Top 5 Love/Loathe About Living in the Jungle
Every, single day, at some point in the day, I think to myself: This is ridiculous. It’s too hard, it’s too much, what on earth was I thinking? I want to go home. And every single day, at some point in the day, I think to myself: This is amazing. I can’t believe I get to do this, I love my life! These two points are not as far apart as one would guess.
We’ve been here almost two months now. Construction on the new space is in full swing and the walls of the kids’ new rooms are almost finished. Anyone who read my post about my attempts to get my garden going knows that I have been busy getting my hands dirty. Those efforts are starting to pay off – seeds are sprouting, trees are flourishing and I can imagine a time when all of this dirt is full of food. Between the garden set up, the reno work and the three kids, we are pretty busy.
So, for your amusement and so you can understand life here better, I offer you these Top Five lists.
Top 5 things to love about living in the jungle.
- The wildlife. Most days we see howler monkeys, blue morpho butterflies, toucans and other gorgeous birds and lots of different types of lizards either in our yard or from our windows. You’d be surprised how quickly phrases like “I had to race my shower-frog for my towel” can become commonplace. The kids caught a Reticulated Night Lizard in my kitchen the other day. Her name is now Luna and she lives a life of luxury in her new home in their cabin while they catch tiger ants and grasshoppers for her consumption.
- The water. We have a waterfall and swimming hole within a 15 minute walk from home and at least once a week we go to the ocean where the water is warm and the beaches are mostly deserted.
- The people. Our little village seems to be full of generally kind and friendly people who will speak slowly to us and be tolerant of our bad Spanish. You have to drive a few kilometers down a dirt and gravel 4×4 road to get to our place and it is not uncommon to have to pull into the ditch so an oncoming car can get by you and have a quick conversation through your open windows.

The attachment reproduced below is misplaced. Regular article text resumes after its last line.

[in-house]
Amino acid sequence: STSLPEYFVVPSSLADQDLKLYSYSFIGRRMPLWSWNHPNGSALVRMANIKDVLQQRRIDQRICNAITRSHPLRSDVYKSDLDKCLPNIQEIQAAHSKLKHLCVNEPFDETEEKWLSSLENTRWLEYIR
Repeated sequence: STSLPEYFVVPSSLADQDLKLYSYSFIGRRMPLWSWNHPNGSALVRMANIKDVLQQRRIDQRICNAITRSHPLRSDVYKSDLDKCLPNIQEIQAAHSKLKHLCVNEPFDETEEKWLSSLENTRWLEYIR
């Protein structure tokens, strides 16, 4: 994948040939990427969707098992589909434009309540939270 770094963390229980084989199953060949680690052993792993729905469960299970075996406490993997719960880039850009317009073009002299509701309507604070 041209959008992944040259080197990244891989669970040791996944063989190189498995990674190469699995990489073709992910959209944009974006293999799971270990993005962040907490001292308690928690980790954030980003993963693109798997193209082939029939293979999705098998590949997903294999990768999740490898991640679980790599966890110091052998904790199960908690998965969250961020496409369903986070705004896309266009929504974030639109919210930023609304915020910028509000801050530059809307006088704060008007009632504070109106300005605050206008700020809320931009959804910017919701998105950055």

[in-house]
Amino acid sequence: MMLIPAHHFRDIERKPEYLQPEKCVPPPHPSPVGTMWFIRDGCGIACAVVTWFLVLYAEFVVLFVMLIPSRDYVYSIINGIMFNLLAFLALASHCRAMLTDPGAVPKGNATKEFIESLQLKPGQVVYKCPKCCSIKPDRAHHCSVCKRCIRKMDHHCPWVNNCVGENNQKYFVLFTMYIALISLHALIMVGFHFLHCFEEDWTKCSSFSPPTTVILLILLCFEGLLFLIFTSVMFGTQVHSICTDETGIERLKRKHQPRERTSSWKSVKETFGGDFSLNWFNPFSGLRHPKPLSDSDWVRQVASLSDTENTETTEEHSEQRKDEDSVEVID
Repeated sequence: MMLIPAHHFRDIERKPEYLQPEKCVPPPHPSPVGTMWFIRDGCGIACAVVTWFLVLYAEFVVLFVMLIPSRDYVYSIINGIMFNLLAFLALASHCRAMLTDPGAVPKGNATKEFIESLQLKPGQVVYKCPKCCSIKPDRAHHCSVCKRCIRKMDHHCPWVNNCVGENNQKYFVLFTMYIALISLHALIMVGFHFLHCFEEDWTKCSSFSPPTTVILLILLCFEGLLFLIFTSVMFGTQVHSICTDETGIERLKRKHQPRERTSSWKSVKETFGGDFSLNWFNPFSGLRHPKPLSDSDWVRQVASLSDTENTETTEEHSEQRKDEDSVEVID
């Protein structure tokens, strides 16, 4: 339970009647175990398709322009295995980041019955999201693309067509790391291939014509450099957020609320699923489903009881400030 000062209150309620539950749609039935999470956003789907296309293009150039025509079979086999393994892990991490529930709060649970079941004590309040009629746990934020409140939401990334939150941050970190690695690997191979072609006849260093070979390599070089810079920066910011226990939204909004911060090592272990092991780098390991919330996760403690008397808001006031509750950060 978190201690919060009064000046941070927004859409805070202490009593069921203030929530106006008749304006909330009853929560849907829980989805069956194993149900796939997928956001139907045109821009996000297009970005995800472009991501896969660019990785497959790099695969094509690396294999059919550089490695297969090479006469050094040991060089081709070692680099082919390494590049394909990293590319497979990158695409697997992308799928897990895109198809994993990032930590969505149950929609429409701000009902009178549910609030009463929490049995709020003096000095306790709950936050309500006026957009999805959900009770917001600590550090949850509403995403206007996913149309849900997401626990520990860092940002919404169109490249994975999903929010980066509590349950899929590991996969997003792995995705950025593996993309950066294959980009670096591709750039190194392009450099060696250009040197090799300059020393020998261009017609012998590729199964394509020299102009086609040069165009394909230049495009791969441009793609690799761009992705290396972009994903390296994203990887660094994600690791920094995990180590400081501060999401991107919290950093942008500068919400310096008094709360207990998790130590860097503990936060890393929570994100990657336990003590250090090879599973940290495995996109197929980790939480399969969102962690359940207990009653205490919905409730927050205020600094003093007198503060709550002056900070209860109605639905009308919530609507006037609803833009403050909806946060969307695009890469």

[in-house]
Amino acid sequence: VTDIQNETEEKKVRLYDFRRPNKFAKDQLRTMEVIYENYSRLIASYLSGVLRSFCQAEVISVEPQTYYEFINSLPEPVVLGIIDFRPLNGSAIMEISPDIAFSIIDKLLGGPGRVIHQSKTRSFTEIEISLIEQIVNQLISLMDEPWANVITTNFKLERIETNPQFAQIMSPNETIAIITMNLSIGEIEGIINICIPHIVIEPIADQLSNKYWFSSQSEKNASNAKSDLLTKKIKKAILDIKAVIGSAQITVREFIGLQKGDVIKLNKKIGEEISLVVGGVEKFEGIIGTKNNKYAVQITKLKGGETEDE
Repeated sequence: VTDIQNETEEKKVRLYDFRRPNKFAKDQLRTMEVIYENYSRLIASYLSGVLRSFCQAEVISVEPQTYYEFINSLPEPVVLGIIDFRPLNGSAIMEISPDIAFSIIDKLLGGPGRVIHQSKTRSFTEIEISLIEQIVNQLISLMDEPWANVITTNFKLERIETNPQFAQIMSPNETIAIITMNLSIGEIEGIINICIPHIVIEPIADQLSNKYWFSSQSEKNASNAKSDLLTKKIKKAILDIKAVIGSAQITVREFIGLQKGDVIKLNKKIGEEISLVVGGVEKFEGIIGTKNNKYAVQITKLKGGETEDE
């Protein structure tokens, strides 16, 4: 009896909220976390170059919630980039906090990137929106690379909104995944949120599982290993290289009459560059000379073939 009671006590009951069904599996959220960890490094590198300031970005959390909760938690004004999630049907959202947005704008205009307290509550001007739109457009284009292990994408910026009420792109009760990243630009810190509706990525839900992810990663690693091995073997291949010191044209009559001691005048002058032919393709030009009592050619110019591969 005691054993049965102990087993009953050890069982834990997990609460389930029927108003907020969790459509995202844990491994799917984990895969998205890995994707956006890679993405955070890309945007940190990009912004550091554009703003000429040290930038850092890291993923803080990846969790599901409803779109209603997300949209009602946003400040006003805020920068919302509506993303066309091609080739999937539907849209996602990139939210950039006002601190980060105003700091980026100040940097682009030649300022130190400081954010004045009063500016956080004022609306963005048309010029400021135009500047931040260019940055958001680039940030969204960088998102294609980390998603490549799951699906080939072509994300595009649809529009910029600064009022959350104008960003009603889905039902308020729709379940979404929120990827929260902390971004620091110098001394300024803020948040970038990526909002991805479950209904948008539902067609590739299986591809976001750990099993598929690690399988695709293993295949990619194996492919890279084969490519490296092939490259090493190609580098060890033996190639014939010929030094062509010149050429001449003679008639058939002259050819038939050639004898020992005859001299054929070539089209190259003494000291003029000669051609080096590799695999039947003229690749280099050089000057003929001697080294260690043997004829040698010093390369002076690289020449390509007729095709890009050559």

- The food. Costa Rican cuisine is nothing special, but the market where you can buy your fill of fresh, perfectly ripe mangoes, pineapple, papaya, plantains, avocados, guanabana etc. for only a few dollars is amazing.
- My shower. These outdoor-ish showers are pretty common here. Mine has a wall up to about shoulder height and then a roof that slants down with an 18” or so gap in between. From there, I look out into the trees. We have set it up to have hot water (my luxury item), which is heated by propane. There is something vaguely satisfying about seeing an actual flame leap up in the box the water travels through when you turn up the heat. We installed a rain-water showerhead and the whole thing is just really pretty and wonderful.
Top 5 things to loathe about living in the jungle.
- The wildlife. The ants are terrifying and if you leave food out for more than a minute they will swarm. We have had tarantulas in our cabins more than once. I have been stung by a tiny scorpion while in bed; and the construction guys killed a Fer deLance or Tercipelo snake outside my cabin yesterday which, for those of you playing the home game, is one of the more lethal and aggressive snakes out there. All the scariest things in the jungle come looking for a warm dry place as the rainy season starts, which is now. Sigh.
- The damp. Surprisingly, rainforests are not dry places. Everything is always moist; clothes, sheets, towels, and mold grows on everything. Paper gets soft and just disintegrates. On really rainy evenings, clouds actually float into the cabins looking like bad special-effect ghosts and settle on your skin.
- The isolation. As we have been having trouble getting our phone and internet set up properly, we are more cut off from the world than we had anticipated, which makes the transition harder on everyone but particularly the kids. Hopefully we can get this one resolved soon. When the cicadas are being particularly loud as they are right now, all I can hear are bugs, birds and running water, which is very peaceful, but it can also be hard to remember that there is an outside world of technology and deadlines and such!
- Tico time. Everything here is “manana” or “mas tarde” or “tranquillo” which are all just ways of saying “nothing is going to happen until later and later is much later than you would think”. Lovely when you are having a siesta with friends, but a real pain when you are trying to conduct business, get a structure built or deal with a government agency.
- We miss you. That’s all.